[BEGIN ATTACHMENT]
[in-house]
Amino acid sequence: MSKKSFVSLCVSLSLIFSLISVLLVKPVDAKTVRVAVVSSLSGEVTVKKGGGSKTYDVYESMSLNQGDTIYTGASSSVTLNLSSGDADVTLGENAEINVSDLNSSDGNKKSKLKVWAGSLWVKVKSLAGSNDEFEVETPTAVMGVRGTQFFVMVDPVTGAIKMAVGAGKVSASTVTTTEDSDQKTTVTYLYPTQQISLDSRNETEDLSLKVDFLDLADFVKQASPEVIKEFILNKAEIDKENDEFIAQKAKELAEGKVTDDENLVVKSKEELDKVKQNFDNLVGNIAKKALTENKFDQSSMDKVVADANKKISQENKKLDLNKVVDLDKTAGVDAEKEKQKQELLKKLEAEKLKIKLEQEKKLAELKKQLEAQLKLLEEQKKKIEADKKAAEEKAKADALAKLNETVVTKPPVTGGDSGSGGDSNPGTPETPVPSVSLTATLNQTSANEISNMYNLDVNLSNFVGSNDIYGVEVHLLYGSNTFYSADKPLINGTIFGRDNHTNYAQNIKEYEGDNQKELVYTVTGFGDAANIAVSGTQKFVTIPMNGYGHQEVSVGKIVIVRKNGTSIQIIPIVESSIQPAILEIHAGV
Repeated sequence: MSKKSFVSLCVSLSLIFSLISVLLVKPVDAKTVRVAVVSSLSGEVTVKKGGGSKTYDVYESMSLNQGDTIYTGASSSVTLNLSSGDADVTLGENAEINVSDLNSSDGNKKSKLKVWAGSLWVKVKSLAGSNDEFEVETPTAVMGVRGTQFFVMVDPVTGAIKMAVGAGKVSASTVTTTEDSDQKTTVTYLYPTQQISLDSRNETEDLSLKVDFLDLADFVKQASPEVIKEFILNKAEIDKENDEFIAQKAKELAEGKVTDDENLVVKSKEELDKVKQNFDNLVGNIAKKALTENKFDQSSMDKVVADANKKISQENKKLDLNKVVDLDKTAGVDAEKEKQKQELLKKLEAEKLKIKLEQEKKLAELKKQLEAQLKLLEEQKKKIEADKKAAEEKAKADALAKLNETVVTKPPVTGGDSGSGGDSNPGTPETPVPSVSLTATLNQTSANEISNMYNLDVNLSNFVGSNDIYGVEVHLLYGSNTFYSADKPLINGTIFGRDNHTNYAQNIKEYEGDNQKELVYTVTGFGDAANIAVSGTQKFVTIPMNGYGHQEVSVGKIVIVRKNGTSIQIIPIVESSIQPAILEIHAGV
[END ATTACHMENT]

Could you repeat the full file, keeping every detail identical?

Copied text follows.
[in-house]
Amino acid sequence: MSKKSFVSLCVSLSLIFSLISVLLVKPVDAKTVRVAVVSSLSGEVTVKKGGGSKTYDVYESMSLNQGDTIYTGASSSVTLNLSSGDADVTLGENAEINVSDLNSSDGNKKSKLKVWAGSLWVKVKSLAGSNDEFEVETPTAVMGVRGTQFFVMVDPVTGAIKMAVGAGKVSASTVTTTEDSDQKTTVTYLYPTQQISLDSRNETEDLSLKVDFLDLADFVKQASPEVIKEFILNKAEIDKENDEFIAQKAKELAEGKVTDDENLVVKSKEELDKVKQNFDNLVGNIAKKALTENKFDQSSMDKVVADANKKISQENKKLDLNKVVDLDKTAGVDAEKEKQKQELLKKLEAEKLKIKLEQEKKLAELKKQLEAQLKLLEEQKKKIEADKKAAEEKAKADALAKLNETVVTKPPVTGGDSGSGGDSNPGTPETPVPSVSLTATLNQTSANEISNMYNLDVNLSNFVGSNDIYGVEVHLLYGSNTFYSADKPLINGTIFGRDNHTNYAQNIKEYEGDNQKELVYTVTGFGDAANIAVSGTQKFVTIPMNGYGHQEVSVGKIVIVRKNGTSIQIIPIVESSIQPAILEIHAGV
Repeated sequence: MSKKSFVSLCVSLSLIFSLISVLLVKPVDAKTVRVAVVSSLSGEVTVKKGGGSKTYDVYESMSLNQGDTIYTGASSSVTLNLSSGDADVTLGENAEINVSDLNSSDGNKKSKLKVWAGSLWVKVKSLAGSNDEFEVETPTAVMGVRGTQFFVMVDPVTGAIKMAVGAGKVSASTVTTTEDSDQKTTVTYLYPTQQISLDSRNETEDLSLKVDFLDLADFVKQASPEVIKEFILNKAEIDKENDEFIAQKAKELAEGKVTDDENLVVKSKEELDKVKQNFDNLVGNIAKKALTENKFDQSSMDKVVADANKKISQENKKLDLNKVVDLDKTAGVDAEKEKQKQELLKKLEAEKLKIKLEQEKKLAELKKQLEAQLKLLEEQKKKIEADKKAAEEKAKADALAKLNETVVTKPPVTGGDSGSGGDSNPGTPETPVPSVSLTATLNQTSANEISNMYNLDVNLSNFVGSNDIYGVEVHLLYGSNTFYSADKPLINGTIFGRDNHTNYAQNIKEYEGDNQKELVYTVTGFGDAANIAVSGTQKFVTIPMNGYGHQEVSVGKIVIVRKNGTSIQIIPIVESSIQPAILEIHAGV